Wednesday, 22 February 2012
After Alexander: Central Asia before Islam
Publisher: Oxford University Press, USA (September 20, 2007)
This is a new study of the history, archaeology and numismatics of Central Asia, an area of great significance for our understanding of the ancient and early medieval world. This vast, land-locked region, with its extreme continental climate, was a centre of civilization with great metropolises. Its cosmopolitan population followed different religions (Zoroastrianism, Christianity, Buddhism), and traded extensively with China, India, the Middle East, and Europe. The millennium from the overthrow of the first world empire of Achaemenian Persians by Alexander the Great to the arrival of the Arabs and Islam was a period of considerable change and conflict. The volume focuses on recent investigations in Uzbekistan and Turkmenistan. It provides a complex analysis of the symbiosis between the city life based on oases, and the nomadic peoples grazing their animals in the surrounding semi-deserts. Other topics include the influence of the Greek colonists on military architecture, and the major impact of the Great Kushans on the spread of Buddhism and on the development of the Central Asian metropolis. And although written documents rarely survive, coinage has provided essential evidence for the political and cultural history of the region. These essays will be of interest to the scholar, the student, and the armchair traveller.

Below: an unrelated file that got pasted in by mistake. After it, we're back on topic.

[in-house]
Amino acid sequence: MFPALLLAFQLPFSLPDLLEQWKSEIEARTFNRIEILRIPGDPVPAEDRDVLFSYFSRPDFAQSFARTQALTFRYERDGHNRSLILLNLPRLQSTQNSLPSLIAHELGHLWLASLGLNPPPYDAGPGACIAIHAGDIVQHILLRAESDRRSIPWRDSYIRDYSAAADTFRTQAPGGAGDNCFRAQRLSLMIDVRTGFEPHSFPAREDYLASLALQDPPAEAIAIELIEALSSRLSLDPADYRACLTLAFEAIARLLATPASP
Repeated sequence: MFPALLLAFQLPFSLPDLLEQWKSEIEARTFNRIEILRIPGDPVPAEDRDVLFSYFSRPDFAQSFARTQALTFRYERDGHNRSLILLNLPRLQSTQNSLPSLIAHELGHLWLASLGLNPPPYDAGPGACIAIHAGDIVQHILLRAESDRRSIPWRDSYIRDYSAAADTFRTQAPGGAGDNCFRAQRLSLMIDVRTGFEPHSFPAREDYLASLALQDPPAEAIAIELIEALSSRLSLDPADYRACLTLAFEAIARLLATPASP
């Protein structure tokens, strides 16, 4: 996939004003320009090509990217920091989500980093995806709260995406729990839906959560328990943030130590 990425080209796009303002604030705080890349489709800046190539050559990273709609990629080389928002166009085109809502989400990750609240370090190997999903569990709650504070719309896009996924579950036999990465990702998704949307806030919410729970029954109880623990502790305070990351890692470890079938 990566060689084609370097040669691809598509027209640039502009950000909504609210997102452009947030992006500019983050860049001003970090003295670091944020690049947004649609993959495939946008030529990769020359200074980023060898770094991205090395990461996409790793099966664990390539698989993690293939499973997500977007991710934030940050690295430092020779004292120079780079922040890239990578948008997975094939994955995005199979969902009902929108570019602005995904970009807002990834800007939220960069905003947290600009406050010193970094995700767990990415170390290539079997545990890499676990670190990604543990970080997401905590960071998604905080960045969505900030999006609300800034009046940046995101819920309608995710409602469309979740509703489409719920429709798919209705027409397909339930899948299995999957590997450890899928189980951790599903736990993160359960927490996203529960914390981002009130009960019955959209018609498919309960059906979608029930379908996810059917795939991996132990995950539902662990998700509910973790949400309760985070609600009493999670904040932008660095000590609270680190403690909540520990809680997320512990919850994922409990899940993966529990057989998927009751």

I had totally missed this issue from 2007 but found it in the British Academy Publications Online.